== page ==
In general, the above flow phenomenon as illustrated in FIG. 7 has been extensively studied both analytically and experimentally (e.g., as described in the book, BOUNDARY-LAYER THEORY by H. Schlichting). For free, parallel flow over surfaces containing bumps, the behavior is considerably more complex and has been the subject of various aerodynamics and other research studies over the years. An example of a theoretical study of this case is contained in the JOURNAL OF FLUID MECHANICS, Volume 83, Part 1, November 1977, pages 163-176. In essence, the study shows the development of pronounced negative pressure regions--even for very shallow bumps. This is due to the perturbation of the attached, thin boundary-layer by the shallow bumps. In the situation where a second parallel surface is included and the flow enters at an angle to the passage, viz., the present case (FIG. 9), the flow behavior is even more complex. As described above, the negative pressure regions for the small bumps are intrinsically augmented by this flow configuration. Thus, a significant aspect of this invention is the utilization of the bump pressure field characteristics to constrain and thereby provide stable motion to the chip.

LENGTH-TO-DIAMETER RATIO OF THE GAS FEED PORTS

As mentioned before, the sensitivity of the described wake-pressure field action is a function of the above ratio. This aspect is related to the so-called developed or entrance length required for the gas flow in the port to achieve a uniform laminar profile. The general features of this flow behavior are described with reference to FIG. 12. Here, a sharp-edged tube of diameter d is shown into which gas enters in steady flow from a much larger region (i.e., as the flow from the plenum into a gas port). The entering, crowding flow characteristically exhibits a large degree of turbulence which diminishes as the flow continues along the tube. This is due to the progressive thickening of the boundary layer with an eventual coalescence into a stable, laminar flow velocity profile. The tube length required for this coalescence to occur is called the development flow entrance length, le. A quantitative description of this flow behavior has been established analytically and experimentally by researchers (e.g., see the book, BOUNDARY-LAYER THEORY by H. Schlichting). The features sketched in FIG. 12 are based on these analyses which, in addition, have established a quantitative relationship for the length le, as shown in the figure. Thus, for a given diameter d and flow Raynolds number, Re, the developed flow length le can be calculated by: ##EQU1##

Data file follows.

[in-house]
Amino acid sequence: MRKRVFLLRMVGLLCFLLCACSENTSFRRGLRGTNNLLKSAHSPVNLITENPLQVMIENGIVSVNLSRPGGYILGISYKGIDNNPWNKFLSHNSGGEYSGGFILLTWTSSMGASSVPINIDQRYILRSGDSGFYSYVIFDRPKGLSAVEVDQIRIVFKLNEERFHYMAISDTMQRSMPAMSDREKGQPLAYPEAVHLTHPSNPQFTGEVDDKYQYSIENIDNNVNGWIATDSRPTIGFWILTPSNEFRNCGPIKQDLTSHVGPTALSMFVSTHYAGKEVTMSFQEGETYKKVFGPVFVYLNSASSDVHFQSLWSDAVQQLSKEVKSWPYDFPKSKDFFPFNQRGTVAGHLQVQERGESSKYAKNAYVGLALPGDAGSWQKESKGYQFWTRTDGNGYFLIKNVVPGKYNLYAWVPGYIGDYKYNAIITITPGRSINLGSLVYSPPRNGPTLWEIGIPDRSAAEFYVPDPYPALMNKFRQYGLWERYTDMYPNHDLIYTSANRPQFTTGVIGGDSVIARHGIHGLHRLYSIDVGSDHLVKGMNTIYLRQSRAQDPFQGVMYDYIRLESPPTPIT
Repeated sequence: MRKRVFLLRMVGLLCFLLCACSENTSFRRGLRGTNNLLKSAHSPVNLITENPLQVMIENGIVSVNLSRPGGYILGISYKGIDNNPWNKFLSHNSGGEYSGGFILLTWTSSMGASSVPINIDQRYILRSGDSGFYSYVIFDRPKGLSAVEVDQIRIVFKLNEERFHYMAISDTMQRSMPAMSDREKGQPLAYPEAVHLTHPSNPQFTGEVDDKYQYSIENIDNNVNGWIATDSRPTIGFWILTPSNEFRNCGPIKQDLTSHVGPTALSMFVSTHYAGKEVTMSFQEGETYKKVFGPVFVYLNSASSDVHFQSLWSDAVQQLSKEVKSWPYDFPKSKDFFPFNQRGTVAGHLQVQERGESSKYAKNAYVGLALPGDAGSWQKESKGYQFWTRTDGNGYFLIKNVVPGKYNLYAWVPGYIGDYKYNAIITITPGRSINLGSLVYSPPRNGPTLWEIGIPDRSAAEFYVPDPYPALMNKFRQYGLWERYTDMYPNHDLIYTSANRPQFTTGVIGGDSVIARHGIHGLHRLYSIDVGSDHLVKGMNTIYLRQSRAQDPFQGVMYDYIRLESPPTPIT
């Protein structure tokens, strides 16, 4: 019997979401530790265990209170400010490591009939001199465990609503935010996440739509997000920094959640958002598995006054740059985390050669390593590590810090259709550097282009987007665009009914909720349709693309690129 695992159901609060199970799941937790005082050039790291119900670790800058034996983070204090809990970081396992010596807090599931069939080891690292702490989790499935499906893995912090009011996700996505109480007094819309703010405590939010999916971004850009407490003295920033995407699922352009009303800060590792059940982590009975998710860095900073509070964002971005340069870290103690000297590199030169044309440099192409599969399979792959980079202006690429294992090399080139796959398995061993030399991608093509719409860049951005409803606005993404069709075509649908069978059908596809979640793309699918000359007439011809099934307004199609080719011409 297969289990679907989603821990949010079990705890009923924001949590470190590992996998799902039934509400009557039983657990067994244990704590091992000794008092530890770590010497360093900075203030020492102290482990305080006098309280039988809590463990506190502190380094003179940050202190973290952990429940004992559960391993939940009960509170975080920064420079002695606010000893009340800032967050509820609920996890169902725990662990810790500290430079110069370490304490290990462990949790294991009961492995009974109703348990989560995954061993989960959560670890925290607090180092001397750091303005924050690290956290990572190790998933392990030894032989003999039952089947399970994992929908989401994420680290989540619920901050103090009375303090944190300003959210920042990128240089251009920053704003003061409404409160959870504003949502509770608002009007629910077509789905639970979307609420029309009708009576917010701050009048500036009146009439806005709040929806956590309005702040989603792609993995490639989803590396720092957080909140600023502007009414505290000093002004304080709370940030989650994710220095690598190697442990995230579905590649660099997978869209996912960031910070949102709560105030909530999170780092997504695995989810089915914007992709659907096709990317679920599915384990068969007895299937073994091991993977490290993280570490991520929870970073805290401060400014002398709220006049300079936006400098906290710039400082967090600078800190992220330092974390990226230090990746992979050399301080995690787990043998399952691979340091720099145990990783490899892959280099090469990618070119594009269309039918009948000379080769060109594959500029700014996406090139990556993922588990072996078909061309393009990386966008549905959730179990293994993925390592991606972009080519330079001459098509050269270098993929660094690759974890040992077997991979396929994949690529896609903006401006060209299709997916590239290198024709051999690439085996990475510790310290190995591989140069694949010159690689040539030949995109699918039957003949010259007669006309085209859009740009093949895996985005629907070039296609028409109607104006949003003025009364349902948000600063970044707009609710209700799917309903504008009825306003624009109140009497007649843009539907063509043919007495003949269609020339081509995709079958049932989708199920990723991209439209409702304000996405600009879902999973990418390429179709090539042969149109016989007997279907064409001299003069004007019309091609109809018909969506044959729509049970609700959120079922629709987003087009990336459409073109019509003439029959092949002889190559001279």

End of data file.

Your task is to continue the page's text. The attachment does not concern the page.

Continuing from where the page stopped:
The sensitivity of the flow behavior at the chip surface is strongly coupled to the above ratio. For a given port diameter d, or de (non-circular hole), the length 1 must be considerably greater than d or de and of a magnitude such that 1 is greater than le (eq. a). Thus, for 1/d of 1/de greater than θ.058Re the gas flow enters the chip-track passage in a stable laminar condition. In this condition, the entering flow possesses a more concentrated and directed energy effect and, upon impingment against the chip surface, this effect results in more pronounced wake-pressure characteristics. For ratios less than that indicated by eq. (a), the wake effects are diminished due to the presence of turbulence in the entering flow. Thus, another significant aspect of this invention is the gas port ratio requirement associated with achieving most advantageous wake-pressure characteristics.